Author Archive

NOTE: This installment of Special Needs In Strange Worlds features a guest post from author Stephanie Saulter! – Sarah Chorn

Stephanie Saulter writes what she likes to think is literary science fiction. Born in Jamaica, she studied at MIT and spent fifteen years in the United States before moving to the United Kingdom in 2003. She is the author of the ®Evolution trilogy; her first novel,Gemsigns, was published in the UK & Commonwealth last year and will be released in the US next month. Its sequel, Binary, has just been published in the UK. Stephanie blogs unpredictably at stephaniesaulter.com and tweets only slightly more reliably as @scriptopus. She lives in London.

We Need Fiction to Tell the Truth

by Stephanie Saulter

Thank you, Sarah, for inviting me to contribute to Special Needs in Strange Worlds! I’ve been a reader of the series and a fan of the thinking behind it for some time now. I’m really pleased to be able to join the discussion.

I guess I’m qualified to do so on two fronts. I’m the author of the ®Evolution novels, which are set in a near future in which human beings have been altered, some extensively, by genetic modification. The books deal with ideas of diversity, prejudice, physical appearance, and how extraordinary abilities and/or disabilities affect people’s notions of what it means to be human.

My other qualification (which probably has a lot to do with why I’m interested in those issues in the first place) is one I share with many other contributors to Special Needs in Strange Worlds: intense personal knowledge of what it’s like to live with a disability. In my case that’s because of my brother, Astro Saulter. Astro has severe cerebral palsy; he has virtually no fine motor control and has never been able to walk, sit up straight, speak, or do much with his hands. Communication is either via a spoken alphabet system (he hates alphabet boards), or a specialised computer interface that he controls with a switch mounted on his wheelchair’s headrest – because his head is the only part of his body over which he has meaningful control. It’s painfully slow, but with it he can read, write, call me up on Skype (I talk, he uses the switch to type), surf the web…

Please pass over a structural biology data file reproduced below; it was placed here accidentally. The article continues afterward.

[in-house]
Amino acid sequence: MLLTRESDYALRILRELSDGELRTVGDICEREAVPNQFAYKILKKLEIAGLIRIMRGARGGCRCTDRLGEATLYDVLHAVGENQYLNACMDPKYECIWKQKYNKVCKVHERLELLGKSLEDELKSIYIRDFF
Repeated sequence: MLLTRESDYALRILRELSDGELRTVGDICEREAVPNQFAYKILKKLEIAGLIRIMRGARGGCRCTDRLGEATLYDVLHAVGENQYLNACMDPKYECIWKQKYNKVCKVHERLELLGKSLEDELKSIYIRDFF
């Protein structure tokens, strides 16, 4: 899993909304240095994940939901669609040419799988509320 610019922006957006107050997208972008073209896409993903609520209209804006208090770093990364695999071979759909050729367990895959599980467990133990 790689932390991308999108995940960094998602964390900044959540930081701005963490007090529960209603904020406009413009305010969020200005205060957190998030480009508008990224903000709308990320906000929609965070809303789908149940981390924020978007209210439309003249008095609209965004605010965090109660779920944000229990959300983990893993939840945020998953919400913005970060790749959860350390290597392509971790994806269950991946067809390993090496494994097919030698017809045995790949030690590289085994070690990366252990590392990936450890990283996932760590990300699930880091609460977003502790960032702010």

And he can draw. Boy, can he draw.
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Stephanie Saulter writes what she likes to think is literary science fiction. Born in Jamaica, she studied at MIT and spent fifteen years in the United States before moving to the United Kingdom in 2003. She is the author of the ®Evolution trilogy; her first novel, Gemsigns, was published in the UK in 2013 and will be launched in the US in May 2014. Its sequel, Binary, will be released in the UK in April. Stephanie blogs unpredictably at stephaniesaulter.com and tweets only slightly more reliably as @scriptopus. She lives in London.

I Don’t Do Dystopia, But No One’s Noticed

by Stephanie Saulter

When my first novel, Gemsigns, was released in the UK a year ago, I was mostly delighted by the reception it got. Reviewers heaped praise on the book, calling it ‘smart’, ‘tightly controlled and paced’, ‘compelling’ and the like. But there was something else it was frequently called that I simply couldn’t understand.

It was called a dystopia.
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